Unfortunately, no guidebook was available. It is no longer printed. Talking to the staff, who seemed somewhat discouraged, I get the impression that the Museum is not receiving the attention and funding that it once did. That is a pity.
A short distance off-shore from Marseille is a group of islands known as Les Îles du Frioul or L’Archipel du Frioul. Marseille once suffered an epidemic of yellow fever brought by a ship coming from foreign parts and after this used the islands as a containment area where ships could be kept away from the town and sick mariners quarantined until they were no longer infectious. Those days, happily, are in the past and visiting the islands now constitutes a pleasant excursion. We boarded the Edmond Dante for a visit to just one of the islands, Île Ratonneau, which contains the port of Frioul.
The crossing takes about 35 minutes but I was so busy looking at (and photographing) the scenery that it seemed to take less time.
Conditions were so warm that as soon as we disembarked we made for a cafe with a pleasant garden and indulged ourselves with a dish of ice cream each. Then it was time to look around and explore.
Perched on the heights you can glimpse this quaint Classical style building. It was built in 1828 to enable ships’ crews detained under quarantine rules to attend church services.
We climbed up to take a closer look. It is obviously no longer used but is in good condition.
The island we were on, Île Ratonneau, and the one next to it, Île Pomègues, are joined by a dike called La Digue de Berry, built 1822 to enlarge the harbour. Walking along this dike is a pleasant promenade and gives good views over the port.
We had to keep an eye on the clock as it was nearing the time of the last crossing back to Marseille. I don’t know whether there are any hotels on the island but we didn’t want to stuck here for the night.
Back on the mainland, we passed under the (in)famous mirrored Pavilion and strolled the streets for a while.
As the sun went down and evening came on, we started looking around for somewhere to have supper. We already had an idea.
We had spotted the Jaipur during earlier investigations and decided to give it a try. Indian restaurants are a good bet for vegetarians as they have a wide variety of vegetable dishes, all very tasty, unlike the dull ‘vegetarian options’ that other restaurants try to give us. I noticed an interesting feature of this restaurant. Many ‘Indian’ restaurants are in fact Pakistani and, though they don’t try to hide the fact, they usually don’t advertise it either1. They leave you to guess. The Jaipur has a pukka Indian name but boldly informs potential customers that it is ‘Indien Pakistanais’ (for example, see its Website). Either way, we were happy with our meal.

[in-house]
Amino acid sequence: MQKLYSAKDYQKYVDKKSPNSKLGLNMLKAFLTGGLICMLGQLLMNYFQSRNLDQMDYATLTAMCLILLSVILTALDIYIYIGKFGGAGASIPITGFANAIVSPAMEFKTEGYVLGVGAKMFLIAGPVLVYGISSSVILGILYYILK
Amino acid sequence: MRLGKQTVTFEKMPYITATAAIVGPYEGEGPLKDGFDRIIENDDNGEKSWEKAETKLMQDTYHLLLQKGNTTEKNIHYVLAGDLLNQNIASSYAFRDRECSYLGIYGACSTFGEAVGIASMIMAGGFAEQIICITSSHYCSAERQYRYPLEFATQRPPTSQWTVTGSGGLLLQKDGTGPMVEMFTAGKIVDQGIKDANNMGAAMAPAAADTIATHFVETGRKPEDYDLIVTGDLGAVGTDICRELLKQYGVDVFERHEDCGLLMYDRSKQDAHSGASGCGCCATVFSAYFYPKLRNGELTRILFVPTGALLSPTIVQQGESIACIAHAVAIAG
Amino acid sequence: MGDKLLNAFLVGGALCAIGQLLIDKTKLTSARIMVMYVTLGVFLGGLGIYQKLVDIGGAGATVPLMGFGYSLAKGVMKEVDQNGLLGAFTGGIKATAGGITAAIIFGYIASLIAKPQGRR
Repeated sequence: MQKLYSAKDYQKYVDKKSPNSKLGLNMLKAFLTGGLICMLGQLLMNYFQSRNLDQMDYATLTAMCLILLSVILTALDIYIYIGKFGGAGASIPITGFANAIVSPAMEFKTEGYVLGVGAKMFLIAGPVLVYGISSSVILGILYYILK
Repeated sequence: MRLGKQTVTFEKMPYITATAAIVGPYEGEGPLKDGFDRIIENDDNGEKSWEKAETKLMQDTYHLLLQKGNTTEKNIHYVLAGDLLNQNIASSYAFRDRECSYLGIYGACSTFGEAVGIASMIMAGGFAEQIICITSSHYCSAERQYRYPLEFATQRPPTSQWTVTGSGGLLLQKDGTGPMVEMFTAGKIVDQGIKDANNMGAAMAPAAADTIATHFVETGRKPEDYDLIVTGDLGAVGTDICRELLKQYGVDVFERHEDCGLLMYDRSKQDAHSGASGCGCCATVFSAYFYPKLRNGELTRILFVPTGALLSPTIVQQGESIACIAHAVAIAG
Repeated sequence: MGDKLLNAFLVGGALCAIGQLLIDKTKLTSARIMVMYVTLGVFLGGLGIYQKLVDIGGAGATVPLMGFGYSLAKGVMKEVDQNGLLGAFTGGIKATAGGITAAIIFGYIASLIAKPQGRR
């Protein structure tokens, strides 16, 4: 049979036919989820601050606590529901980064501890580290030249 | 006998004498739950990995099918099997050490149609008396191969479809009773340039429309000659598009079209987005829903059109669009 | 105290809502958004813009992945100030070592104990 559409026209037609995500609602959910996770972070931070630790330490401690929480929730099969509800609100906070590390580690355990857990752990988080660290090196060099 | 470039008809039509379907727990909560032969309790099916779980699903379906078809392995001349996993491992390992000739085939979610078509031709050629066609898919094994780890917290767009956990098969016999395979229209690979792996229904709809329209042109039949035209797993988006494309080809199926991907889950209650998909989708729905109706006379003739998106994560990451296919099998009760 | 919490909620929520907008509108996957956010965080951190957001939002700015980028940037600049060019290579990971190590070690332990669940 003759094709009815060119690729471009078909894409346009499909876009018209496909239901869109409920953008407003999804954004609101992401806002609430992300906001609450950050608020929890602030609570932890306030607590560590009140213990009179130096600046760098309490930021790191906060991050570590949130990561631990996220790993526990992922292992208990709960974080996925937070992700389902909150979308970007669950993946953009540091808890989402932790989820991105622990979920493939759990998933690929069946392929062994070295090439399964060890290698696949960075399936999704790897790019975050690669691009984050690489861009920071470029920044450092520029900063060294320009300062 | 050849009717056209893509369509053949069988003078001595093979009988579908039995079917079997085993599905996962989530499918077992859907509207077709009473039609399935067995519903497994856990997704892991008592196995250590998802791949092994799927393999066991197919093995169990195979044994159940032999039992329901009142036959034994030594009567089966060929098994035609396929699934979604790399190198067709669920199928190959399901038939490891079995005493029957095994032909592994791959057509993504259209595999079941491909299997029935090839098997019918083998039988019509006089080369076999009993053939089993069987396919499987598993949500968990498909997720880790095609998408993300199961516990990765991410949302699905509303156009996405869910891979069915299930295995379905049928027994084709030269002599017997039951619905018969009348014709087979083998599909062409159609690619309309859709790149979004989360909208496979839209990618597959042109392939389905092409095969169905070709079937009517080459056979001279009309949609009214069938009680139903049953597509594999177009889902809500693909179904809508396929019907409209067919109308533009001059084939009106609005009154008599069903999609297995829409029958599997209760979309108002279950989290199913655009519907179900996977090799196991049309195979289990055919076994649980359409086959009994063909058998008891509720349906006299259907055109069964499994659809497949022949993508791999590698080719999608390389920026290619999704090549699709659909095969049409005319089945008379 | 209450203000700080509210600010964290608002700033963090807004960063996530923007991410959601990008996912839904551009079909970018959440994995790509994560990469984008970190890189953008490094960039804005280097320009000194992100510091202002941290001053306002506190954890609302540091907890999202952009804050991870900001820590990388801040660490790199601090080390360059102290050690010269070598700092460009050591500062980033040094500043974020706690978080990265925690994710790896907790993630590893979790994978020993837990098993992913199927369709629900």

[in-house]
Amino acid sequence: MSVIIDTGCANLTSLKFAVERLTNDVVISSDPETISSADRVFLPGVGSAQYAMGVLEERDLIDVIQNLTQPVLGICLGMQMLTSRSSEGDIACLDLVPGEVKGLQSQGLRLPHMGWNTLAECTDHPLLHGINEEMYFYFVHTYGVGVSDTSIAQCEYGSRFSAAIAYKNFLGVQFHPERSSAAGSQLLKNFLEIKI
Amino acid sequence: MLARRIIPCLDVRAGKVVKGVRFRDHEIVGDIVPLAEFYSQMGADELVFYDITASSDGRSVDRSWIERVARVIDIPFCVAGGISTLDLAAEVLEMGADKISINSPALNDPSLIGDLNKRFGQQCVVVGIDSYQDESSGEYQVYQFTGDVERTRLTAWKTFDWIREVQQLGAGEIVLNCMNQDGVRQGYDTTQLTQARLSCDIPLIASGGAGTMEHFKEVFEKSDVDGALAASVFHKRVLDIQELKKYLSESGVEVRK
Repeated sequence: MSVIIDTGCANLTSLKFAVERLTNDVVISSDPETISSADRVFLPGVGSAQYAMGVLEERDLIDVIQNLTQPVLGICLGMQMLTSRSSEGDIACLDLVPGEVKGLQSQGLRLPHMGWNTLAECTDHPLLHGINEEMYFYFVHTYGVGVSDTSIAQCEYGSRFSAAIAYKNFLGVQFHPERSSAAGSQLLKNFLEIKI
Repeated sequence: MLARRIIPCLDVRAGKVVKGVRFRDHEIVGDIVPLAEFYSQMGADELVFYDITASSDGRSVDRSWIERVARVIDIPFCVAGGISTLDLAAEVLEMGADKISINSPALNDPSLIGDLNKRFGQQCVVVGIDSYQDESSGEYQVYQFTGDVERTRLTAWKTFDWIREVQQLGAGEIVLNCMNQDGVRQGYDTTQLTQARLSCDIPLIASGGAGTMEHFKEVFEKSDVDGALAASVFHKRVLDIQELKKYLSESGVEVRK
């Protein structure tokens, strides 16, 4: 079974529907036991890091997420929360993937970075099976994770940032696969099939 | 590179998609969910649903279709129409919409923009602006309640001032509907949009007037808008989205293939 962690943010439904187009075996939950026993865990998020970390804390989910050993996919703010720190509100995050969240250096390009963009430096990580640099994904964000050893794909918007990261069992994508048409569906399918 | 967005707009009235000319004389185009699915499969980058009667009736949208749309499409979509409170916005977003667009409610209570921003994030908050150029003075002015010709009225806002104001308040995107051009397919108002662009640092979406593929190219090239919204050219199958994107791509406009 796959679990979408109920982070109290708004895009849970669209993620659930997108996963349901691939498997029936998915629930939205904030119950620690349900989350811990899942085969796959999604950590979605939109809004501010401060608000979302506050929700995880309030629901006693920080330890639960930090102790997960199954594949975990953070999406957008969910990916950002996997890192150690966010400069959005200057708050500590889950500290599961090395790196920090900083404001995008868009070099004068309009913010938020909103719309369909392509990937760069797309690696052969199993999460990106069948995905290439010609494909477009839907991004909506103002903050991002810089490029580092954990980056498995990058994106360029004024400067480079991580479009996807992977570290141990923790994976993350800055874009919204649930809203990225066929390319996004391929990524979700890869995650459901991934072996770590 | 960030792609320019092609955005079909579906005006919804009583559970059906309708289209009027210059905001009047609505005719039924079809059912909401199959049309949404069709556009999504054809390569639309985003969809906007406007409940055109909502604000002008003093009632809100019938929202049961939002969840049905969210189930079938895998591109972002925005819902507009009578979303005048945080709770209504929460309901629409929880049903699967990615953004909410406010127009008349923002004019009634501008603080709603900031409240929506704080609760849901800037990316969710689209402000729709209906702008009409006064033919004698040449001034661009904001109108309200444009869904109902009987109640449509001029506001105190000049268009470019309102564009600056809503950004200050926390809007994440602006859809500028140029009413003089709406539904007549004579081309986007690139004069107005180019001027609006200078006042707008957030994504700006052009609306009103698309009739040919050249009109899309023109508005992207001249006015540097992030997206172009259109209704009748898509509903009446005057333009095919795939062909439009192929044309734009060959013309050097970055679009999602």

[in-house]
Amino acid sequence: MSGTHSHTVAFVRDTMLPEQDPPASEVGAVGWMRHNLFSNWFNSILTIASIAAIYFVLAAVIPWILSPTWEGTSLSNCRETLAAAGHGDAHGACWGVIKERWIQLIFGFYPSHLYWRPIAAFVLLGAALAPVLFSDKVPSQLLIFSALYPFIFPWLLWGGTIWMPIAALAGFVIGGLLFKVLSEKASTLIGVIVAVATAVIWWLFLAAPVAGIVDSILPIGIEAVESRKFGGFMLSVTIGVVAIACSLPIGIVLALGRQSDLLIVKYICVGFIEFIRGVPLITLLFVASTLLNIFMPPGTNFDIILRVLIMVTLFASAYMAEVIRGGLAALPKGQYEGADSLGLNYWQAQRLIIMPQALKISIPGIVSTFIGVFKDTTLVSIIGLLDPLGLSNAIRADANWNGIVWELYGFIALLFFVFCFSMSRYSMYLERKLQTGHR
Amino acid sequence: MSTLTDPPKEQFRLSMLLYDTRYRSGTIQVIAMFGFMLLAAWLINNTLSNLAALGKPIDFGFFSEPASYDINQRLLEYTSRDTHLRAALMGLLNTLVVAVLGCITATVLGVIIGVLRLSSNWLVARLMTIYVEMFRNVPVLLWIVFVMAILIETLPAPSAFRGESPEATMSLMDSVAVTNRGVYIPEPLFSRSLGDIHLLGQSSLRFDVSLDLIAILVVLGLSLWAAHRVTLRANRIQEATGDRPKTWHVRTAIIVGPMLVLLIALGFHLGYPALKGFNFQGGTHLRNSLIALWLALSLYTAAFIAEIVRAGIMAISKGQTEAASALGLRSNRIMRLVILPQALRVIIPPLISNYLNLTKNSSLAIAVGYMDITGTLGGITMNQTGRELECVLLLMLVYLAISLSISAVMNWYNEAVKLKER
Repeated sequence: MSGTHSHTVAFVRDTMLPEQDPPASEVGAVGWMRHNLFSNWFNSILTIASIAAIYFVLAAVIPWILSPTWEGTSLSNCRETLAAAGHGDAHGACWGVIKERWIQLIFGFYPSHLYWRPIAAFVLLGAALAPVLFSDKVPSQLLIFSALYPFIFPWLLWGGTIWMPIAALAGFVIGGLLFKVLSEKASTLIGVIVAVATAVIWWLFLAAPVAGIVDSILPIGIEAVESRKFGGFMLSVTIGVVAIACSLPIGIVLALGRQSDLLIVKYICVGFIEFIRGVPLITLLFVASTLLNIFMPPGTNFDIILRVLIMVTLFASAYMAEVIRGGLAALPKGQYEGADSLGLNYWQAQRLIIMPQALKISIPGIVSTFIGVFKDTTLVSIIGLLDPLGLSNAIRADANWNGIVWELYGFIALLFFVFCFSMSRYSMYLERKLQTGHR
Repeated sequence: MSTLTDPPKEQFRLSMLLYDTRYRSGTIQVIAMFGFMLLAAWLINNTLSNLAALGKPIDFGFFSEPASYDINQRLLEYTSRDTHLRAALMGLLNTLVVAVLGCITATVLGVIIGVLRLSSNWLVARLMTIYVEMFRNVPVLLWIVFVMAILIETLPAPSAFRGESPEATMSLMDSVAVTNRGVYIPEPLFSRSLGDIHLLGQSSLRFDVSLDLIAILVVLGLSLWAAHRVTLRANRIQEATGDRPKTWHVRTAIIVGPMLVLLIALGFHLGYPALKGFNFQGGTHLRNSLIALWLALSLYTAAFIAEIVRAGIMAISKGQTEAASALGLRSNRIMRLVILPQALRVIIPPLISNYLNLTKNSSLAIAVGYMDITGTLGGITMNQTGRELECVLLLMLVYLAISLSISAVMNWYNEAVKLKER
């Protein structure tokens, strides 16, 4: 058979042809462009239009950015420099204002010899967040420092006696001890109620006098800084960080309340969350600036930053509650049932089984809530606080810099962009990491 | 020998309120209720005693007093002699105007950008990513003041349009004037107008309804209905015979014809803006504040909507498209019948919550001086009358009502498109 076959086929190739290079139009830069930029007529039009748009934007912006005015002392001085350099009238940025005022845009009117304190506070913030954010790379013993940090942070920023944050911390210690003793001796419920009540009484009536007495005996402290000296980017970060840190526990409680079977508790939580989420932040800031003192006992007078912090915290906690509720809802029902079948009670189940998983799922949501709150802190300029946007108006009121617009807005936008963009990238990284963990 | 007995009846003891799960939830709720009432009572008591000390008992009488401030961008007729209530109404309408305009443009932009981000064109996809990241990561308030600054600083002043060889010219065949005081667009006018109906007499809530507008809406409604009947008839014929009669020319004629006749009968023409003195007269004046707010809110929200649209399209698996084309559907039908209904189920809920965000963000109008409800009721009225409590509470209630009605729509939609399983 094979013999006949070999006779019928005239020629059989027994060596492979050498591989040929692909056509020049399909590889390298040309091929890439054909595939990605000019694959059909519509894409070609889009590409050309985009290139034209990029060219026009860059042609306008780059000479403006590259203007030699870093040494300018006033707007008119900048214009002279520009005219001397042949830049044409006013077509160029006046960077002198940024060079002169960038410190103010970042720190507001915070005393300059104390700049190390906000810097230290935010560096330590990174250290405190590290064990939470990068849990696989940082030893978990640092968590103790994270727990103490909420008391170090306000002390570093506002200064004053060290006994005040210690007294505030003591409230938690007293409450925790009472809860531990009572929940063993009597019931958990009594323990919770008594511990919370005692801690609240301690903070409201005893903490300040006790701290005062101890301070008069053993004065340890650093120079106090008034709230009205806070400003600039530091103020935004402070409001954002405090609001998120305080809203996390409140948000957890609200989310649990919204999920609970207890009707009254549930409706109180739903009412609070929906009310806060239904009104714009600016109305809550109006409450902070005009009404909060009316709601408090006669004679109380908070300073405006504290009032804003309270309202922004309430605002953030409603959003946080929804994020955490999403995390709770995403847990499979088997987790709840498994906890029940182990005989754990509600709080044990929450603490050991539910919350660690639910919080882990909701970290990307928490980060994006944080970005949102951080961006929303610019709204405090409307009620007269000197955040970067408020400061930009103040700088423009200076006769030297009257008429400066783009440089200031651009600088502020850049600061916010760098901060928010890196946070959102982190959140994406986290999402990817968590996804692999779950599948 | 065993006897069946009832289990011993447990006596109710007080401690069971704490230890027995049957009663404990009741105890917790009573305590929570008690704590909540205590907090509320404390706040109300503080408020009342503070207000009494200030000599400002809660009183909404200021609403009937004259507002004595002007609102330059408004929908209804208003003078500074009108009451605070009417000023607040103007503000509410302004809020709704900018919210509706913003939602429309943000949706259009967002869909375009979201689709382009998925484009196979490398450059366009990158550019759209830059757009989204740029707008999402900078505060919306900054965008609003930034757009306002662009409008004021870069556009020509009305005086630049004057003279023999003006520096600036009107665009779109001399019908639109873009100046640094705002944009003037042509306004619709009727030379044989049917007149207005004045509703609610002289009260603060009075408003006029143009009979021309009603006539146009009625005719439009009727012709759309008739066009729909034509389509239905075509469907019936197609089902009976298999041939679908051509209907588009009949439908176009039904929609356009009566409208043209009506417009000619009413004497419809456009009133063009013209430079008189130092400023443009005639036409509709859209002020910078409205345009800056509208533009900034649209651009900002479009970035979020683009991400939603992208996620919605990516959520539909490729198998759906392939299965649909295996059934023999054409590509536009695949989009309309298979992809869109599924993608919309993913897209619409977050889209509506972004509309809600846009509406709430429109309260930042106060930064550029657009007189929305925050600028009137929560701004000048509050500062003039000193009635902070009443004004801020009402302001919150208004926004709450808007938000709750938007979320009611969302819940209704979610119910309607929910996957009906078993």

Night was coming on but in this part of town the night crowd were taking over from the day crowd and the scene was as lively as during daytime hours. We had had a long day and made tracks for the hotel.
Would we be able to sleep tonight our would our slumbers be disturbed again by shouted conversations and car engines? Time would tell…
1What is the difference, if any, between Indian and Pakistani cuisine? I am not expert enough to give an though one Indian (not Pakistani) restaurateur we talked to asserted that while Indian chefs use ghee (clarified butter), Pakistani chefs use oil. Is he right?
Monday, September 7th 2015
We were relieved that no ‘events’ took place during the night and that there were no conversations or revving engines under our window to disturb our sleep. We enjoyed a peaceful night’s rest.
Our hotel is quite small but apart from that, tolerable. The people who relay one another at the reception desk are unfailingly polite, friendly and helpful. The hotel is old and this is perhaps why there is only one electricity power point in the room, intended for the bedside lamp. Fortunately, we brought our trailing socket with us and taped it to the bed headboard so that we could share it to charge our respective phones, cameras and geotagger.
We set out in search of breakfast though there was no doubt in my mind as to where we would go: La Samaritaine! It had lost none of its charm and we again enjoyed coffee and fresh croissants.
Although it was quite early, we noticed that there was some activity on the quay. It turned out that in the mornings there is a fish market.
I did not want to pay close attention to this, especially as on some stalls at least the fish were alive, flapping about in shallow bowls and I didn’t like to think what fate awaited them.
We had a special visit in mind and to reach our destination, took the Métro for the first part of our journey. This underground railway system is quite small, compared with the Paris Métro or the London Underground, but seems efficient and very useful. We later transferred to a bus for the second leg.
This is what we had come to see. It is an apartment block known both as L’Unité d’Habitation de Marseille and as La Cité Radieuse (The Radiant City). ‘L’Unité d’Habitation’ refers to a style of building apartment blocks developed by the architect Charles-Édouard Jeanneret-Gris, generally referred to as Le Corbusier (1887-1965) and this one is considered the prime example of its kind. It was designated a Monument Historique in 1986.
Le Corbusier received a commission from the Minister of Reconstruction in 1947 to produce a new apartment block on land owned by the city. The result is this large structure containing 337 apartments deigned as 23 different types with ‘interior streets’ running between them. All modern comforts and facilities were provided.